The crew of the Space Shuttle Columbia, January, 2003.
I remember well the Space Shuttle Columbia crash on February 1, 2003 - as no doubt we all do. I was home alone with the kids, who were then just over a year old. I got five minutes without Barney and flipped on the TV to see what adults were doing and saw it on CNN. It is a strange feeling to be witnessing something like that and to have only two one-year olds to converse with about it. I just remember thinking, "God, this is weird not being able to talk about this with anyone."
I bring the Columbia disaster up because NASA came out with a report on Tuesday outlining in pretty close detail what the last minutes of the lives of the crew were like. As the ship careened out of control, alarms sounded in the cabin. The pilot, William McCool, pushed several buttons trying to right the ship as it tumbled out of control. Neither he - nor any of them - knew it was useless. Before the Columbia crash, standard NASA procedures directed the crew to spend more time preparing the shuttle than preparing themselves for their return to the atmosphere. A few of the astronauts weren't wearing their bulky protective gloves and still had their helmet visors open. A few weren't fully strapped in. One of them was barely seated. Within seconds, the darkened cabin lost pressure and the astronauts blacked out. If that loss of pressure didn't kill them immediately, the violent gyrations that knocked their unconscious bodies all around the ship surely did.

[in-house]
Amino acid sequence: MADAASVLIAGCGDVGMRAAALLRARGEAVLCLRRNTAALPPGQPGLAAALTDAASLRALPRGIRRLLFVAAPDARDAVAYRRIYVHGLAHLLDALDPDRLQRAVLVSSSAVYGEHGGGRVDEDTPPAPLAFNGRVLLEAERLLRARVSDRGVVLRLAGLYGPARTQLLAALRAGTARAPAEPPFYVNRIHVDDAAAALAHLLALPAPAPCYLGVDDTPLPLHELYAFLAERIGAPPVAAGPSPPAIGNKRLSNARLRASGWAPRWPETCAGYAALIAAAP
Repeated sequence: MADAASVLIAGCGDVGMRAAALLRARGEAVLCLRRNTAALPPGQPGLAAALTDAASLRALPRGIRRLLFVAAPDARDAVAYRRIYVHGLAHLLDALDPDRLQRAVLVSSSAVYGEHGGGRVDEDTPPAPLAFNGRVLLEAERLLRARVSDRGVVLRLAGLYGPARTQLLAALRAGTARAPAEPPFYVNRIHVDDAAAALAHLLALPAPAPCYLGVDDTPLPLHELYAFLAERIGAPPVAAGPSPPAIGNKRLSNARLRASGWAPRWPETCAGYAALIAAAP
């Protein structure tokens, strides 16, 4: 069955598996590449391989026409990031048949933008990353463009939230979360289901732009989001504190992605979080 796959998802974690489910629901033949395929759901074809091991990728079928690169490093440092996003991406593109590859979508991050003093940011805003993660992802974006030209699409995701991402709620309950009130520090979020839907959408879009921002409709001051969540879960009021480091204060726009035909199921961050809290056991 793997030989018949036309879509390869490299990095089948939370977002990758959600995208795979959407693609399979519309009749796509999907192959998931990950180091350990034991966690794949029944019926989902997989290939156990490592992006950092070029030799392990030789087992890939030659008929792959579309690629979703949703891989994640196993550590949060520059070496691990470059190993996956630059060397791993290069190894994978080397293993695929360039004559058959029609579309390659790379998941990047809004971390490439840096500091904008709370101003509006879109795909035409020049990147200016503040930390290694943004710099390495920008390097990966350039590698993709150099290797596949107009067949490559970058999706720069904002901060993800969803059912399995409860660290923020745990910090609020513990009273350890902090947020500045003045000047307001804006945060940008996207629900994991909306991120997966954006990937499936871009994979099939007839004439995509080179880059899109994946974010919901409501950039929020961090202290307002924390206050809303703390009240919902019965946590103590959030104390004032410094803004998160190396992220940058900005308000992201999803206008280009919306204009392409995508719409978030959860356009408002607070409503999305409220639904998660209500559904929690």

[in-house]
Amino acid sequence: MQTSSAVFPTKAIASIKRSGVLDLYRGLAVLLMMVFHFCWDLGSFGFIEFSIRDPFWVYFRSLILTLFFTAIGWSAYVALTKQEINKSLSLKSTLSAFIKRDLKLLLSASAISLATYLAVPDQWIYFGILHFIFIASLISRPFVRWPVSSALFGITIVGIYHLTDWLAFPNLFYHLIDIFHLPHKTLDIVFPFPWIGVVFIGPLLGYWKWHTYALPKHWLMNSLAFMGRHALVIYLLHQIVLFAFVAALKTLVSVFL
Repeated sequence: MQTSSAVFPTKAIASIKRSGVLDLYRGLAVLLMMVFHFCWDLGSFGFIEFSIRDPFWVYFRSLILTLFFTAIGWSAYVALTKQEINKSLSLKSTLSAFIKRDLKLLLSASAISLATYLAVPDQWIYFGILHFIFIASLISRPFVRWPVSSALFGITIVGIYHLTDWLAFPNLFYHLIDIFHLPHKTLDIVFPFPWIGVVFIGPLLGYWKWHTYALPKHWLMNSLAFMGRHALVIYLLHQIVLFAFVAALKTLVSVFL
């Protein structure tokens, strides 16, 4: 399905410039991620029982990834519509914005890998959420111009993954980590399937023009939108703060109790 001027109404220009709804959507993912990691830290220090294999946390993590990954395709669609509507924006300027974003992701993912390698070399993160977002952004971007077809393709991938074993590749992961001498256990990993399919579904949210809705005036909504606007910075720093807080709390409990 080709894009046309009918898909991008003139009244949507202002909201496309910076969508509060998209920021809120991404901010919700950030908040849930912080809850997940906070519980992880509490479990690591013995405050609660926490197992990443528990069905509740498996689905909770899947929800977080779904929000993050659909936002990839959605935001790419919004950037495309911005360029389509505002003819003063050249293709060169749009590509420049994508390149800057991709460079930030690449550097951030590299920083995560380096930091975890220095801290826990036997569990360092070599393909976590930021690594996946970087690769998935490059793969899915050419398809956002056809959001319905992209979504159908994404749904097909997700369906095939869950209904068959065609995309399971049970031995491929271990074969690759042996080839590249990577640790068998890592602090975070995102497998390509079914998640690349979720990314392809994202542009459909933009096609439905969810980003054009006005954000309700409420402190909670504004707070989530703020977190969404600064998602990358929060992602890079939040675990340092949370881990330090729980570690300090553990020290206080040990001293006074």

The report lists events that were each potentially lethal to the crew: loss of cabin pressure just before or as the cabin broke up; crew members, unconscious or already dead, crashing into objects in the module; exposure to a near vacuum at 100,000 feet; and crashing to the ground.
Among the conclusions in the report was a warning that astronauts need to better prepare themselves for landings. It is important to note that even had the astronauts been securely strapped in, wearing pressurized suits and still conscious, in the specific case of the Columbia and the damage to the shuttle, they were doomed regardless. Their fate was sealed, actually, on takeoff: once the ship was damaged upon leaving the atmosphere, there was no way to get them back safely without the ship disintegrating upon reentry.
For future crises, however, better preparation might keep astronauts conscious longer, allowing them more time to try to correct a situation before catastrophe.
As it was, with the little time the crew did have on the Columbia, NASA's new report indicates that they made a valiant effort to identify the problem - and no doubt it was best that they had no idea that there was nothing they could do. "It was a very disorienting motion going on," Wayne Hale, NASA's deputy associate administrator, said Tuesday. "There were a number of alarms going off simultaneously. The crew was trying very hard to regain control. We're talking about a brief time in a crisis situation."
Killed in the Columbia crash along with pilot McCool, 41, were commander Rick Husband, 45; payload commander Michael Anderson, 43; David Brown, 46; Kalpana Chawla, 41; Laurel Clark, 41, and Israel's first astronaut, Ilan Ramon, 48.
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